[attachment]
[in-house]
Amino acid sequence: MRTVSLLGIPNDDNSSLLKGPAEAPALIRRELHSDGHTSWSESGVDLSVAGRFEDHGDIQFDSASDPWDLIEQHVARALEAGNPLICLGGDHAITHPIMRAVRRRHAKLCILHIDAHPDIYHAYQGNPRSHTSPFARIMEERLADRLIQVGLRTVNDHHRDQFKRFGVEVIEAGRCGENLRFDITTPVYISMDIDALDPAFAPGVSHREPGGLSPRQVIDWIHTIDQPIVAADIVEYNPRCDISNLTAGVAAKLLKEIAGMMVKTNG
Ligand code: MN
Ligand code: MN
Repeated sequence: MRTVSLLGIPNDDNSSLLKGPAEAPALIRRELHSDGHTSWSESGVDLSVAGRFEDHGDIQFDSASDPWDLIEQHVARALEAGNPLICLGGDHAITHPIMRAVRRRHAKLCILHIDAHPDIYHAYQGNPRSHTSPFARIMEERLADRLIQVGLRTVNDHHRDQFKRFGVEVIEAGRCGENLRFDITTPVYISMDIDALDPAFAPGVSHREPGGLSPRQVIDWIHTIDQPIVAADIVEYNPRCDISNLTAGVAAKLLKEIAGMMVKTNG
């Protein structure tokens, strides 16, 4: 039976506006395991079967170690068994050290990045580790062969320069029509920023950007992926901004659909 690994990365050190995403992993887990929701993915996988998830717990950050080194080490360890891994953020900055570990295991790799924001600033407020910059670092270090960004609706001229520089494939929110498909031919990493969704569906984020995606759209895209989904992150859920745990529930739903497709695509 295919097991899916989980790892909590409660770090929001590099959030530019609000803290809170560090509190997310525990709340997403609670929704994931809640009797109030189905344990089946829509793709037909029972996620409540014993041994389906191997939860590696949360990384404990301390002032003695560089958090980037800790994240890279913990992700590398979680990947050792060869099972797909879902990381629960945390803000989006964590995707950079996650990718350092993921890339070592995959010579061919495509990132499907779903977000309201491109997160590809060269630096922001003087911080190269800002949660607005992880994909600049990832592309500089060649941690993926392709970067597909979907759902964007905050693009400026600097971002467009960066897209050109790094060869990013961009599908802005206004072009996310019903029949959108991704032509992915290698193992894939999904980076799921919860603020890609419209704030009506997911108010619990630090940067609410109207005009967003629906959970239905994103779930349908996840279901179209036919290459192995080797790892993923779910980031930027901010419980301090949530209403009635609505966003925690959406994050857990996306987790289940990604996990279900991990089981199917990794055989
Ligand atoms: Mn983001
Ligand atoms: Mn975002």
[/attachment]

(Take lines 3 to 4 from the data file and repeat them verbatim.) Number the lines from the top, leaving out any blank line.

Ligand code: MN
Ligand code: MN